Jose Mourinho has stoked tensions ahead of Sunday's derby at Old Trafford by accusing Manchester City players of diving.
Speaking on Friday, opposite number Pep Guardiola commented upon a "correct" and "friendly" relationship between the two managers since their arrival in Manchester last year – somewhat at odds with the tempestuous feuding that marked their respective spells at Barcelona and Real Madrid.
Earlier this week, Mourinho suggested Guardiola lied about playmaker David Silva being a doubt for this weekend's clash. Silva has since been declared fit to face United, where City will aim to extend an eight-point advantage over their neighbours at the summit by chalking up a 14th consecutive Premier League victory.
Now the Portuguese has seemingly made another attempted to reopen old wounds with a far more provocative pre-match comment, stating that City's attacking players "lose balance very easily".
"They defend well, they react well to the moment they lose the ball. They have a good dynamic in attack," he said.
"They have creative movements, amazing players, a fantastic coach.
"They have lots of good things. If you ask me one thing that I don't like a lot, it's that they lose balance very easily. A little bit of wind and they fall."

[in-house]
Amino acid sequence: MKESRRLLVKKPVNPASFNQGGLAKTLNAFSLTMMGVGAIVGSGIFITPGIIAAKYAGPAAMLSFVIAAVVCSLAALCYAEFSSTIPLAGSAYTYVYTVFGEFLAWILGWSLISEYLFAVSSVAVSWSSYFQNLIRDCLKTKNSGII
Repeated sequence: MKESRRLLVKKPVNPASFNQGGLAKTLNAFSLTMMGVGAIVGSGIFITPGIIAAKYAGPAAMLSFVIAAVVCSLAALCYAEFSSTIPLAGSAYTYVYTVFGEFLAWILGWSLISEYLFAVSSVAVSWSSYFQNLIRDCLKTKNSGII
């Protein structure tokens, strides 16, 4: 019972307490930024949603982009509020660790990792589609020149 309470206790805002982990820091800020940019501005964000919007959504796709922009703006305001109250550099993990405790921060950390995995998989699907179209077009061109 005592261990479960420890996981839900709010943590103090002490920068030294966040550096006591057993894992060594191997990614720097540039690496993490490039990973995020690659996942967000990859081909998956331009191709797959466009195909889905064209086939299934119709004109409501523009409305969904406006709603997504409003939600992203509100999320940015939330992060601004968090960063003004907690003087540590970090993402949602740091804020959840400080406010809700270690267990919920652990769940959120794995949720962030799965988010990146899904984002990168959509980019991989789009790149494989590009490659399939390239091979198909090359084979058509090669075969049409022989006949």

City have won four penalties this season, more than any other side in the Premier League.
Last month, Arsenal manager Arsene Wenger caused controversy by saying Raheem Sterling "dives well" after the England winger went down under a challenge from Nacho Monreal in the area. Sergio Aguero converted – City's second goal in a 3-1 win.
"I know that a derby is something special for the people," says the boss. "For us, it's about three points but I think that for the people it's a good, positive rivalry." December 8, 2017
Mourinho also suggested Guardiola was the beneficiary of favourable treatment from the football authorities with regards the yellow ribbon he has sported on match days and at news conferences over recent weeks to show solidarity with imprisoned politicians in his native Catalonia.
"I think that our political ideology and our political beliefs is something that we have the right to have," said Mourinho.
"We're normal citizens like everybody else in our countries and everybody else in our world.
"I've known Pep for many years, I think I know what Pep feels about his country. But to have it in football? I don't know the rules.
"If the rules allow us to do that, he is a free citizen to do it. But I'm not sure if the rules allow any political message on the pitch. That's just my doubt.
"But I know Pep and I know his feelings like everyone else because it's public about his country.”
Asked whether he would act similarly in support of a cause close to his heart, Mourinho replied: "I think I wouldn't be allowed."
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